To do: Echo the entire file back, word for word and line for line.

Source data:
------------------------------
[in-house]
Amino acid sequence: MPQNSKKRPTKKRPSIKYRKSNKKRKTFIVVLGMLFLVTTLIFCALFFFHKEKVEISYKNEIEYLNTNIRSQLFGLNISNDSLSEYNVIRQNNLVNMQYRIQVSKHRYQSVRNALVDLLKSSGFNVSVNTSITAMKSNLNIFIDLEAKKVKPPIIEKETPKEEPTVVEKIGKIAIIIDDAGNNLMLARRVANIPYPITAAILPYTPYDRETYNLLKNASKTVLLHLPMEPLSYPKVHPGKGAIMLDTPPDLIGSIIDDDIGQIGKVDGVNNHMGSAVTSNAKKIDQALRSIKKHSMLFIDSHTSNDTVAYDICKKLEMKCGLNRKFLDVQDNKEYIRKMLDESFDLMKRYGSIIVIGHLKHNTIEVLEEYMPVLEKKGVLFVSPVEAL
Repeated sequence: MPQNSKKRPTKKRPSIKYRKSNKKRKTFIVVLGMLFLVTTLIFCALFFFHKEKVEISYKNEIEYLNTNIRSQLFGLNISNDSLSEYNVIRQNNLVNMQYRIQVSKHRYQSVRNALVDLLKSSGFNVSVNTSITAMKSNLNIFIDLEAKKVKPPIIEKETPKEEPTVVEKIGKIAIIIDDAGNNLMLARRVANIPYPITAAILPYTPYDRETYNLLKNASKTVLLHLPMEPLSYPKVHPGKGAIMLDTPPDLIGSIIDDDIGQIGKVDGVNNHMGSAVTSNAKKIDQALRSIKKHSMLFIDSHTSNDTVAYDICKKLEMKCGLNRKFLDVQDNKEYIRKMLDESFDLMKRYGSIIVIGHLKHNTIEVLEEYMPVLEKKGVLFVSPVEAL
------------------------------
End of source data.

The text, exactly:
[in-house]
Amino acid sequence: MPQNSKKRPTKKRPSIKYRKSNKKRKTFIVVLGMLFLVTTLIFCALFFFHKEKVEISYKNEIEYLNTNIRSQLFGLNISNDSLSEYNVIRQNNLVNMQYRIQVSKHRYQSVRNALVDLLKSSGFNVSVNTSITAMKSNLNIFIDLEAKKVKPPIIEKETPKEEPTVVEKIGKIAIIIDDAGNNLMLARRVANIPYPITAAILPYTPYDRETYNLLKNASKTVLLHLPMEPLSYPKVHPGKGAIMLDTPPDLIGSIIDDDIGQIGKVDGVNNHMGSAVTSNAKKIDQALRSIKKHSMLFIDSHTSNDTVAYDICKKLEMKCGLNRKFLDVQDNKEYIRKMLDESFDLMKRYGSIIVIGHLKHNTIEVLEEYMPVLEKKGVLFVSPVEAL
Repeated sequence: MPQNSKKRPTKKRPSIKYRKSNKKRKTFIVVLGMLFLVTTLIFCALFFFHKEKVEISYKNEIEYLNTNIRSQLFGLNISNDSLSEYNVIRQNNLVNMQYRIQVSKHRYQSVRNALVDLLKSSGFNVSVNTSITAMKSNLNIFIDLEAKKVKPPIIEKETPKEEPTVVEKIGKIAIIIDDAGNNLMLARRVANIPYPITAAILPYTPYDRETYNLLKNASKTVLLHLPMEPLSYPKVHPGKGAIMLDTPPDLIGSIIDDDIGQIGKVDGVNNHMGSAVTSNAKKIDQALRSIKKHSMLFIDSHTSNDTVAYDICKKLEMKCGLNRKFLDVQDNKEYIRKMLDESFDLMKRYGSIIVIGHLKHNTIEVLEEYMPVLEKKGVLFVSPVEAL